Ovarian Cancer – The silent disease

Bay cluster network with Reem El-Sharkawi

This month we are focusing on ovarian cancer, inspired by following the story of Dr Nadia Chaudhri (left) on Twitter. Dr Chaudhri is a neuroscientist from Montreal who took to social media when she was diagnosed with ovarian cancer in 2020; she now has 126,500 people following her.

For many years ovarian cancer has been known as the silent disease. This is because in its early stages it may not cause symptoms that patients would notice. Even in advanced stages the symptoms may be confused with constipa-tion or urinary tract infections.

Early detection and diagnosis of the disease will hopefully have a better prognosis.

Symptoms of Ovarian cancer

These include:

  • Feeling bloated
  • Swollen tummy
  • Discomfort in tummy or pelvic area
  • Feeling full quickly when eating
  • Urinary symptoms including needing to urinate more frequently

Causes

The exact cause of ovarian cancer is unknown but there are certain factors that can increase your risk of developing the disease.

These include:

  • Age over 50
  • A family history of ovarian or breast cancer.
  • Hormone replacement therapy – although this risk is small.
  • Endometriosis
  • Being overweight
  • Smoking
  • Physical inactivity

Treatments

The treatment of ovarian cancer depends on the stage at which the disease is detected.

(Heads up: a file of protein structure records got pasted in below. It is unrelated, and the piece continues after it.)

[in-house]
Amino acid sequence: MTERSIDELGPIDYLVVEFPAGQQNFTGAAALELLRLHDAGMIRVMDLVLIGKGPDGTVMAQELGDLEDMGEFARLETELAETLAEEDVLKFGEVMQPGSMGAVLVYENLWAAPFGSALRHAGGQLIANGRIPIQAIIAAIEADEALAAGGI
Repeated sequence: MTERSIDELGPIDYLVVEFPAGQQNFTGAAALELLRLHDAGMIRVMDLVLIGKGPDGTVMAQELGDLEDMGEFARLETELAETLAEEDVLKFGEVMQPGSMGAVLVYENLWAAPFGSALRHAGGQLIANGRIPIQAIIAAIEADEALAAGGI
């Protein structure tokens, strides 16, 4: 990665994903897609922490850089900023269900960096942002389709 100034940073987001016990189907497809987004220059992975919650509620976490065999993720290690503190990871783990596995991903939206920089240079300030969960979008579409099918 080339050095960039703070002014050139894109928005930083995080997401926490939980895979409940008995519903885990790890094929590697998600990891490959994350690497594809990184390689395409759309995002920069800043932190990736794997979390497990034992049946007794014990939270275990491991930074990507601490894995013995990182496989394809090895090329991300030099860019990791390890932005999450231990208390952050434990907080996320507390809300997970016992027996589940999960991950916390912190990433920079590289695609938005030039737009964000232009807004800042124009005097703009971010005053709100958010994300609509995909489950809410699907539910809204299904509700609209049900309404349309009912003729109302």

The main options include:

Surgery

This aims to remove as much of the cancer as possible. It may include removing the womb, ovaries and fallopian tubes – again this will depend on the extent of the disease.

Chemotherapy

Following surgery, chemotherapy is often used to kill cancer cells.

This may be done before or after surgery.

Side effects may include:

  • Tiredness
  • Nausea, anxiety and vomiting
  • Hair loss
  • Diarrhoea
  • Increased risk of infections

These symptoms can be managed by medication so please consult with your GP if you are experi-encing side effects of treatment.

Targeted therapies

These are medicines that change the way that cells work and can stop the cancer spreading. They are not suitable for all types of ovarian cancer. Your oncologist (cancer specialist) will be able to talk through the best manage-ment options for your type of cancer.

As with all types of cancer there is ongoing research into new treatments through clinical trials.

If you have any concerns or may-be suffering with the symptoms listed above, then please discuss these with a GP who will be able to organise further investigations.

 

 

 

 

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